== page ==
"We're supporting her."

This is a character piece first and foremost - a bruising, scathing, warts and all look at people you'd rather not be related to in real (too real) life. Writer/director Noah Baumbach has pulled prickly truths out of family dysfunction in the past with his heralded The Squid and the Whale, but Margot's story has its own brand of caustic wit. Like Squid it's funny while it scalds. But Margot is a more daring venture for Baumbach because it hardly feigns an interest in audience sympathy, and its muted visuals, while appropriate, are hardly a feast for the eyes. The script is wonderfully woven out of minor moments and somehow it still manages to cut away all the excess; plenty of nuance but it always goes unpronounced. You'd almost have to see the film twice to fully appreciate Baumbach's inventive and organic approach - the way scenes end abruptly, beginnings and endings blur, and those minuscule tidbits carry the bulk of dramatic and comic weight.

Beyond that it's a stage for really superb actors to dig into some fascinating, flawed characters. Jennifer Jason Leigh is such an underused actress, and it could be due to being so close to her husband's script during its development that she gives this part its refreshingly lived-in quality. It's natural and effortless, and one of Leigh's best performances in years.

Of course the highlight, not surprisingly, is Nicole Kidman. It's a showcase of her ability to fully commit to a part - even if her character needs to be committed. Every beat of judgment and venom is masterfully undercut with an unknowing frailty. Likewise, Kidman's "showcase" scene is a subtle knockout. A humdrum Q&A session at her reading turns into her brutal public shaming when she's confronted by the assertion that her treacherous lead character is merely Margot in disguise. She becomes embarrassed, exposed, and then ducks for cover. As delivered by Kidman it's simultaneously funny, odd and wincingly painful; basically Margot at the Wedding in a monologue.

"Why do you assume that -- I mean we all take from life...
I had to have our refrigerator repaired the other day, at our apartment in Manhattan, and uhh... I was alone with this guy - I think he was Puerto Rican. He was, um, sent over by Whirlpool, who I think it is makes our fridge... Umm... Although he did say he worked for an independent organization that Whirlpool subcontracts... I think he was retarded. There was an anger in him, and uh... suddenly... suddenly I became afraid for my life. I called, um... Jim, at NYU, and I asked him to come home -- I think it was Frigidaire that made our fridge... I'm going to need to take a moment here."

Seeing as Margot at the Wedding is a film about family, it's appropriate then that at the film's center is the family tree - which Margot attempts climbing and gets stuck, which has roots that are rotting the property, and which threatens to topple over during Pauline's special day. But I guess that's what you get when all your family has to sow are seeds of resentment.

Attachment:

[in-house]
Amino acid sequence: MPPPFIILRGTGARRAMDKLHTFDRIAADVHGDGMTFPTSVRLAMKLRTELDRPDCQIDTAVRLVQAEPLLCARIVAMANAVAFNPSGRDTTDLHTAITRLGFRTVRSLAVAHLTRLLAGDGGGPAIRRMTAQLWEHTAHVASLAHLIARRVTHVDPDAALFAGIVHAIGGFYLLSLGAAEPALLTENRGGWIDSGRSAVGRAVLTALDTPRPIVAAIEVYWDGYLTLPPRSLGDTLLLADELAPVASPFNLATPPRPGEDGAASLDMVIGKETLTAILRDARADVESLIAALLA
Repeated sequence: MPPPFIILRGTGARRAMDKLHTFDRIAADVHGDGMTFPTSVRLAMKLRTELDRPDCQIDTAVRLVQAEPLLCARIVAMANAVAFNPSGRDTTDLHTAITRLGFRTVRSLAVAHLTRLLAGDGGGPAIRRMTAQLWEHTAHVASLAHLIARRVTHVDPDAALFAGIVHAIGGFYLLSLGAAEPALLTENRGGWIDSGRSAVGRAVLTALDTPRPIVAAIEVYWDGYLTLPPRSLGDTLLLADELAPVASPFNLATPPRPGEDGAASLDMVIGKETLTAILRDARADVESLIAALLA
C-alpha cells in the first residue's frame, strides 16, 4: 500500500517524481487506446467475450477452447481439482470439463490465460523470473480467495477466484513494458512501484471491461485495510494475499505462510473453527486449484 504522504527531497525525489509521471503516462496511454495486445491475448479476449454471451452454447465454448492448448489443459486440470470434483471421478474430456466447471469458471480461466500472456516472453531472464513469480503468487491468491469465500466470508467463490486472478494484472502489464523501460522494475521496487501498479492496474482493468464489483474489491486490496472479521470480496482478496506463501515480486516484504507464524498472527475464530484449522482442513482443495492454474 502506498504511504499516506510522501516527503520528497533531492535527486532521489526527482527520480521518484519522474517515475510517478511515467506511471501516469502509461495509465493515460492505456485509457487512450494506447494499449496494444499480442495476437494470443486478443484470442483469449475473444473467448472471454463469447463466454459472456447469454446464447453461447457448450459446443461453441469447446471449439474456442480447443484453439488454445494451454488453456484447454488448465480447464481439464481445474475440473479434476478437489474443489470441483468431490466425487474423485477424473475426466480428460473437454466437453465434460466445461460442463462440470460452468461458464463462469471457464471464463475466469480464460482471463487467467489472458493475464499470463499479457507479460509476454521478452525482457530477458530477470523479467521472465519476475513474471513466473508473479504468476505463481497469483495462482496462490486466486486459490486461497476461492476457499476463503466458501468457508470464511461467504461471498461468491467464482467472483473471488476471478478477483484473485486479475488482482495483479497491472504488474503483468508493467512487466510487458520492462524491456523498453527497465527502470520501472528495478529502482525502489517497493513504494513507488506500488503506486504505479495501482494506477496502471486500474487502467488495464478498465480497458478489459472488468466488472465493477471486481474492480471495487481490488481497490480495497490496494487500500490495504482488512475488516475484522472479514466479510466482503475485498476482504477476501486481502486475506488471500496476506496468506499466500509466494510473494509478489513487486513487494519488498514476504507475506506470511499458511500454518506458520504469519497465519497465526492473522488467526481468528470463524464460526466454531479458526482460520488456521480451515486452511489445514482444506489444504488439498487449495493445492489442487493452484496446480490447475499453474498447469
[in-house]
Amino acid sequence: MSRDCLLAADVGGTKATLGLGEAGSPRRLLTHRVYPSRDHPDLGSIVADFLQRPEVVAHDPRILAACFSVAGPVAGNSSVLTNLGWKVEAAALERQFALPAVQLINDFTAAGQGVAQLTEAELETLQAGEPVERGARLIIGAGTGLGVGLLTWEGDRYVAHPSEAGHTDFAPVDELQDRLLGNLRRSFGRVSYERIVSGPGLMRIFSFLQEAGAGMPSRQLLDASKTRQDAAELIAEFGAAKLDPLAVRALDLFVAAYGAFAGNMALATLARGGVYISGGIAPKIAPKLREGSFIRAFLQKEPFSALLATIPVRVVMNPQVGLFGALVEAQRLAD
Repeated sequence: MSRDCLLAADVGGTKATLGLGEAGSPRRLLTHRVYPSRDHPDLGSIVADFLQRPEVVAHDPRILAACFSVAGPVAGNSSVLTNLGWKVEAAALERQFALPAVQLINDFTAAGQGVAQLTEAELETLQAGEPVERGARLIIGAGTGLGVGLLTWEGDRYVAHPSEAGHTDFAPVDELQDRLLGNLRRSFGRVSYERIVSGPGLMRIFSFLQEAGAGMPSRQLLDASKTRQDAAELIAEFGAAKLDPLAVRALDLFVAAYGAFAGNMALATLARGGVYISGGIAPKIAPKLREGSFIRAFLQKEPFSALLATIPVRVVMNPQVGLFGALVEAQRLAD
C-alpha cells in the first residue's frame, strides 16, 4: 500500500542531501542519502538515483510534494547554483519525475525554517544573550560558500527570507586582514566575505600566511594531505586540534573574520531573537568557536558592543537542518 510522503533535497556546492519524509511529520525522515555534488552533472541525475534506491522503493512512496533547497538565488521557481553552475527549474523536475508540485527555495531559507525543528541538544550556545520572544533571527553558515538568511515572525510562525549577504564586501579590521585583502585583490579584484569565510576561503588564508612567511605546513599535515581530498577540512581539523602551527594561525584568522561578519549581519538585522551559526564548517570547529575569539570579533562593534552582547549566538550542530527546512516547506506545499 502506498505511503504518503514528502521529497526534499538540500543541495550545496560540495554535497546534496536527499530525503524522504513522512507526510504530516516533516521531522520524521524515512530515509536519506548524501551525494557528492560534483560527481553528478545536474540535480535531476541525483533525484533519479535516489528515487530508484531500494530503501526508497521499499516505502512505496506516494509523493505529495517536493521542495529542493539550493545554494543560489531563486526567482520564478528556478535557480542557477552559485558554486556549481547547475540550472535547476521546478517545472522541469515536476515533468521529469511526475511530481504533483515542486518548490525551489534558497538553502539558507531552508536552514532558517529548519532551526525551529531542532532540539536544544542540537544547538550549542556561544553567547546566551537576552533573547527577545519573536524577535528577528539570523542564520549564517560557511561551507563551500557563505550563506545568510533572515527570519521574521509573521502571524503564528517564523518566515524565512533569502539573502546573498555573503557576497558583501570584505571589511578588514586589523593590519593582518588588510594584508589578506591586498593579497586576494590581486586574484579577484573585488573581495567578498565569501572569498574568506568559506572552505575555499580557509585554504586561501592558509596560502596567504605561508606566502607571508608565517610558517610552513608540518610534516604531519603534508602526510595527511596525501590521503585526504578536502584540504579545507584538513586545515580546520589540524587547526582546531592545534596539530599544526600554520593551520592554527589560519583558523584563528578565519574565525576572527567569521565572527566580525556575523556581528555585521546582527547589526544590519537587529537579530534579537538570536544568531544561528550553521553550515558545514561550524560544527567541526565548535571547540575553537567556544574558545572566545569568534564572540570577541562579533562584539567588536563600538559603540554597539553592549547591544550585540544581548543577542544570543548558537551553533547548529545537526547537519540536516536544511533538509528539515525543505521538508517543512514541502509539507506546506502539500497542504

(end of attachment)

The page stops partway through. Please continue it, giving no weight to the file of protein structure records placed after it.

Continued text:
You can watch this movie at

Monday, June 1, 2009

Ankle Biter

Pet Sematary was a horror hit and boy does it deserve it. (Childish rhyming for a post about children - Club Silencio is all about innovation.) It's still a very effective little chiller, based largely on the strength of its performances, somber direction and brutally bleak core. A film about the living trying to cope with the dead and vice versa. And how rare it is to see children killed in horror films, let alone brought back only to be killed again. Stephen King and director Mary Lambert take to audience sympathies like a truck would to a cat - or child - crossing the highway.

It's emotionally decimating stuff that deals with the ultimate contemplation: accepting death. Of course our lead, Louis, is a doctor who tries his hands at toying with the balance several times, unable to deal with life's most vicious conclusion. And Louis never quite learns his lesson... But then who can blame him when we're talking about losing one of the most adorable children in horror film history in one of its most tragic moments.

"No fair. No fair, no fair."

Miko Hughes should be a household name to horror fans at this point, with his painfully sweet and unsettling debut as Gage, as well as a roles in Wes Craven's New Nightmare and equally dread-induced episodes of Full House. He was also the educational tool for many adolescents with the seminal line, "Boys have a penis and girls have a vagina," from Kindergarten Cop. He has to be one of the most memorable and unsung child actors. Not only was he crushingly cute, he seemed to actually know what he was doing on-screen. And most importantly, he was never annoying. (Someone tell that kid from the remakes of The Texas Chainsaw Massacre and The Ring... He'll hear it on the schoolyard eventually.) It also helps that he's one of the few children who has played both horror movie victim and horror movie icon within the same film. He gets to say, "I love you, Mommy," while he literally and figuratively rips her heart out.

-- Accordingly then Miko Hughes is all grown up (now 23) and has a blog (now defunct) wherein he links to recipes for cooking weed and says one of his favorite movies is "porno." He's also a DJ and he's on Myspace. I for one would love to see him dabble in acting again as an adult... but not in adult films. And I'd really love to have him cook for me.